New Evidence Suggests All of Shakespeare’s Plays Were Written by a Computer in 2004
by Ricky Spaulding
Published: March 11, 2018
Created by Jeremy Voss, Courtesy of Wikimedia Commons
Detailed textual analysis of Shakespeare’s plays has indicated that they were all written by a computer program in 2004. This new discovery settles an authorship debate that has dominated scholarly discussions of these influential works of Early Modern drama for centuries. The software that penned such famous tales as "Hamlet," "Macbeth," and "Othello" is owned by W.W. Norton & Company, which uses it to generate filler for its English literature anthologies. New reports suggest the program also generated the complete works of literary heavyweights Emily Dickinson, Robert Frost, and T.S. Eliot. In fact, the only English literature written by a human being is, surprisingly, the work of Shakespeare’s lesser-known contemporary Ben Jonson, whose plays are far fewer and far worse than those written by the computer.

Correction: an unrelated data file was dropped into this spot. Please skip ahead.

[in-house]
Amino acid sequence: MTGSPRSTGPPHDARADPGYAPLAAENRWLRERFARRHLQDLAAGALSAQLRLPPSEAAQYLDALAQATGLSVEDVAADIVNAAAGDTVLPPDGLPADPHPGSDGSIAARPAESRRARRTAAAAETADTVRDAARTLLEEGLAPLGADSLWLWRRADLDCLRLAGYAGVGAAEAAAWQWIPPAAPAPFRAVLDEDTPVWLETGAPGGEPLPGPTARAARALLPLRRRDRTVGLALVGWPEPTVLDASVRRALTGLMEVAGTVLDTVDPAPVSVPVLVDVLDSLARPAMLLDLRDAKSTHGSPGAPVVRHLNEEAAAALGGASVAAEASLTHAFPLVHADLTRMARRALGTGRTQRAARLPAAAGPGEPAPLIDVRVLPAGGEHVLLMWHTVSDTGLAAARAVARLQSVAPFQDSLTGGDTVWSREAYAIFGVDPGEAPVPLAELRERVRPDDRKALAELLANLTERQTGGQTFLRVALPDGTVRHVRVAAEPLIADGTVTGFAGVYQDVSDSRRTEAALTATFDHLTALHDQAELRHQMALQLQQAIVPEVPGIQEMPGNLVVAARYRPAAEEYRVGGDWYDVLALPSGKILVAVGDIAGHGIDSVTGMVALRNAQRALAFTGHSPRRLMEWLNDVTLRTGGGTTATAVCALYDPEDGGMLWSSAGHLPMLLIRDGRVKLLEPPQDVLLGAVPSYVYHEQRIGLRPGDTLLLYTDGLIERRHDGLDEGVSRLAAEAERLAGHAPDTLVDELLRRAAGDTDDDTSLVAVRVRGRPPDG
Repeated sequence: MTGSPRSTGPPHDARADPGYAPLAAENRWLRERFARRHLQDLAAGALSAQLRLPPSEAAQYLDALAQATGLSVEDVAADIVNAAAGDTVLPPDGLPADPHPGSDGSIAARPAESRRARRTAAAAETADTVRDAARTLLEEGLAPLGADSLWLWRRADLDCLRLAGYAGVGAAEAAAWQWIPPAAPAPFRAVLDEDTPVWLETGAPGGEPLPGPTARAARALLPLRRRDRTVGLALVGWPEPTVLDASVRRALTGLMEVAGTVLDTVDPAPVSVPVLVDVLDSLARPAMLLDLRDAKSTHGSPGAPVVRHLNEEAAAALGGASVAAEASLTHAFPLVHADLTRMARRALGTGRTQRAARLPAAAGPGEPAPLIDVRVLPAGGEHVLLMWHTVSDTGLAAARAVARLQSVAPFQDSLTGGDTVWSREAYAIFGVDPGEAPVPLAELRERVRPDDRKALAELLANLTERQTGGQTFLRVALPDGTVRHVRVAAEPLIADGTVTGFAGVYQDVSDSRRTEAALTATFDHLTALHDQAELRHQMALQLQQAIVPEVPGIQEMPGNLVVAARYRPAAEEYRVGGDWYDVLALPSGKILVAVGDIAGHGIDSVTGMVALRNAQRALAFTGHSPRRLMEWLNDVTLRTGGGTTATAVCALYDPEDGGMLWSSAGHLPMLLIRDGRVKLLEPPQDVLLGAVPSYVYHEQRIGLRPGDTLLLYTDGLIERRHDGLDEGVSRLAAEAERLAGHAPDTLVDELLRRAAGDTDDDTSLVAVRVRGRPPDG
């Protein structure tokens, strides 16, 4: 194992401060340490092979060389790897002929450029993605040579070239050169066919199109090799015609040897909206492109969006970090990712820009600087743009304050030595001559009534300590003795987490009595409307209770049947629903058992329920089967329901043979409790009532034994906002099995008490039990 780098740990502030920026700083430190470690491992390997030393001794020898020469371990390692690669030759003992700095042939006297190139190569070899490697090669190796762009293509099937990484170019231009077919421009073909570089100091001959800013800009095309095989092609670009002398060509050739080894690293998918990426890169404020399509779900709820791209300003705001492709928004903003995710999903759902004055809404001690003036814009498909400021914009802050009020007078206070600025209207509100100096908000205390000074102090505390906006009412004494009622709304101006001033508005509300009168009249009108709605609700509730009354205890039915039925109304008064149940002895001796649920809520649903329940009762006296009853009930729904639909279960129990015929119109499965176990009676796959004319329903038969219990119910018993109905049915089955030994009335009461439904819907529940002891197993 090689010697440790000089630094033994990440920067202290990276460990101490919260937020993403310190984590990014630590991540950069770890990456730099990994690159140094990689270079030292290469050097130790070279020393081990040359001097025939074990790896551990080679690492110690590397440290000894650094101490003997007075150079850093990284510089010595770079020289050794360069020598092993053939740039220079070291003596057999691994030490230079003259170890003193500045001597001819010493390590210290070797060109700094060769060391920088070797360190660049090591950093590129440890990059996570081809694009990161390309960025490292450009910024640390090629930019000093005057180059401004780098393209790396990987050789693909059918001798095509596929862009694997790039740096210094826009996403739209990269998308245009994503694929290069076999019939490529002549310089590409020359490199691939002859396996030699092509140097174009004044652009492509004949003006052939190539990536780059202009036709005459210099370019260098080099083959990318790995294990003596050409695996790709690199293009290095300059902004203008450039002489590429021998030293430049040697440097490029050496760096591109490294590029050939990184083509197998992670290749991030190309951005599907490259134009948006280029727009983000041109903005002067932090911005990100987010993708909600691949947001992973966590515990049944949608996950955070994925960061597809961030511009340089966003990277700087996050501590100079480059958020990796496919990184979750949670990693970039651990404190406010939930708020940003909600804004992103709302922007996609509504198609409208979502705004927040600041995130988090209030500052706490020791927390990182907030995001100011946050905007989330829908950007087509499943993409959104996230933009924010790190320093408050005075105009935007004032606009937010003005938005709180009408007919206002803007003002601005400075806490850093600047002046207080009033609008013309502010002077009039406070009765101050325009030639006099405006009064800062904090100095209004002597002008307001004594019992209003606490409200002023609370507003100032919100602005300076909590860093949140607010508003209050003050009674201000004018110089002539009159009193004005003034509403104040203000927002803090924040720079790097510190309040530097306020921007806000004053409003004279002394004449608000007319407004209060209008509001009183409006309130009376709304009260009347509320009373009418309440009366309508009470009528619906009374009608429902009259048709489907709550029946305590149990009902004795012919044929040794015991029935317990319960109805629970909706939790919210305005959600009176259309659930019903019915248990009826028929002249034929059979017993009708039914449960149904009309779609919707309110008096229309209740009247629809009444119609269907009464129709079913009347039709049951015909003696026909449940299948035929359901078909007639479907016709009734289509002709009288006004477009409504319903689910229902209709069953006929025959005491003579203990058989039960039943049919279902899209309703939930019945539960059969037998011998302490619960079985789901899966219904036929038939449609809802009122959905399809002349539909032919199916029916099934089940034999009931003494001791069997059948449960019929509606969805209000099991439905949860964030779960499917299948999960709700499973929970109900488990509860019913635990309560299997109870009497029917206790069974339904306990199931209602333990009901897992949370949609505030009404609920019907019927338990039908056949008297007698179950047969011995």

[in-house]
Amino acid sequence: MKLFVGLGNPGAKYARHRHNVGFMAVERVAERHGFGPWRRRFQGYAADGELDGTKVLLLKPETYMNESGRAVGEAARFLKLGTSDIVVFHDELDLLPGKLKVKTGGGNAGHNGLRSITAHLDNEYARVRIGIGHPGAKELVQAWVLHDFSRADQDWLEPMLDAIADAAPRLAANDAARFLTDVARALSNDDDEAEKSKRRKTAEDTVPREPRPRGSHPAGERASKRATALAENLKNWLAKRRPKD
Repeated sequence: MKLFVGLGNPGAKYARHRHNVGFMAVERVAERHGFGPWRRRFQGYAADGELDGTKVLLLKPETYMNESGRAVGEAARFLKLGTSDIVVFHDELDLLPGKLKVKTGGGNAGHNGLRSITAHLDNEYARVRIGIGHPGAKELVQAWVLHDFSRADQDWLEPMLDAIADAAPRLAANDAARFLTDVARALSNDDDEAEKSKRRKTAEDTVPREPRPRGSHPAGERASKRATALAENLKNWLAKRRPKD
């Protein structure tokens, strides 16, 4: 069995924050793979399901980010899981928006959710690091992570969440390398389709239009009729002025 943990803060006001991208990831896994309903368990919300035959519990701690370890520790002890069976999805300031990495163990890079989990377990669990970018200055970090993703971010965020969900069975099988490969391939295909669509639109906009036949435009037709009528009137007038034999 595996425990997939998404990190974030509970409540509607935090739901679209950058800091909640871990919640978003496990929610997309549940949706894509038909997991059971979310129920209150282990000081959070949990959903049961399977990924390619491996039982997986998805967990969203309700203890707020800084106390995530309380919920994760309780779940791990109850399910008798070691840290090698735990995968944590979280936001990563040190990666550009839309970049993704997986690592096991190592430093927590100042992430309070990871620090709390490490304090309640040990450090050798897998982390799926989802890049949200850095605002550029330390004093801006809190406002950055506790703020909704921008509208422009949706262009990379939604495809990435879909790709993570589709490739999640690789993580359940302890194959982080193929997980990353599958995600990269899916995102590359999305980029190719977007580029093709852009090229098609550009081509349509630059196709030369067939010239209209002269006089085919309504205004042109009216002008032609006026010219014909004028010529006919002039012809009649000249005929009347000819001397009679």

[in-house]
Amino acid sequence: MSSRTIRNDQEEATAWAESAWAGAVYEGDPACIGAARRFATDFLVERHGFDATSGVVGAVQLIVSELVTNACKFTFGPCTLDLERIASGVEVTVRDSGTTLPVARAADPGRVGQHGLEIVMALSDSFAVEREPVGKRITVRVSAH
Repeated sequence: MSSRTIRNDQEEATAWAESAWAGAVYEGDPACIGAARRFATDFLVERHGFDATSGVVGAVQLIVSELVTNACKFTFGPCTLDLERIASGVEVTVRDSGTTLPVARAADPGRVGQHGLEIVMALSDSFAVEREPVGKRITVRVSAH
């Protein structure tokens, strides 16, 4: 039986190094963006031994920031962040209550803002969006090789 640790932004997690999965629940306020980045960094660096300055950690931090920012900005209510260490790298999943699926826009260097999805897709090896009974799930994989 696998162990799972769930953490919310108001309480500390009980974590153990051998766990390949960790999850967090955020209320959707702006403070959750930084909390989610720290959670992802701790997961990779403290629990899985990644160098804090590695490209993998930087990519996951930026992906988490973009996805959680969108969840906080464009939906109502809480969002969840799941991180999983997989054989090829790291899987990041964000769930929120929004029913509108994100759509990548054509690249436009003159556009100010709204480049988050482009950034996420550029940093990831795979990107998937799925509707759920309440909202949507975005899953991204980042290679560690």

Modern playwrights breathe a sigh of relief. Tony Kushner was recently quoted: “Thank god. I knew nobody could be that good. I mean are we supposed to believe one guy wrote all those plays without the help of a sophisticated software? Come on. We’re living in a digital age, and I’m glad our 400-year-old literature finally reflects that.” Lin-Manuel Miranda agrees, stating, “I’m finally comfortable admitting that "Hamilton" was pretty much the work of an online rhyming dictionary, the Wikipedia page ‘American Revolution,’ and Ron Chernow, who is a robot.”
The fully automated writing staff of The Fishwrapper echoes this sentiment.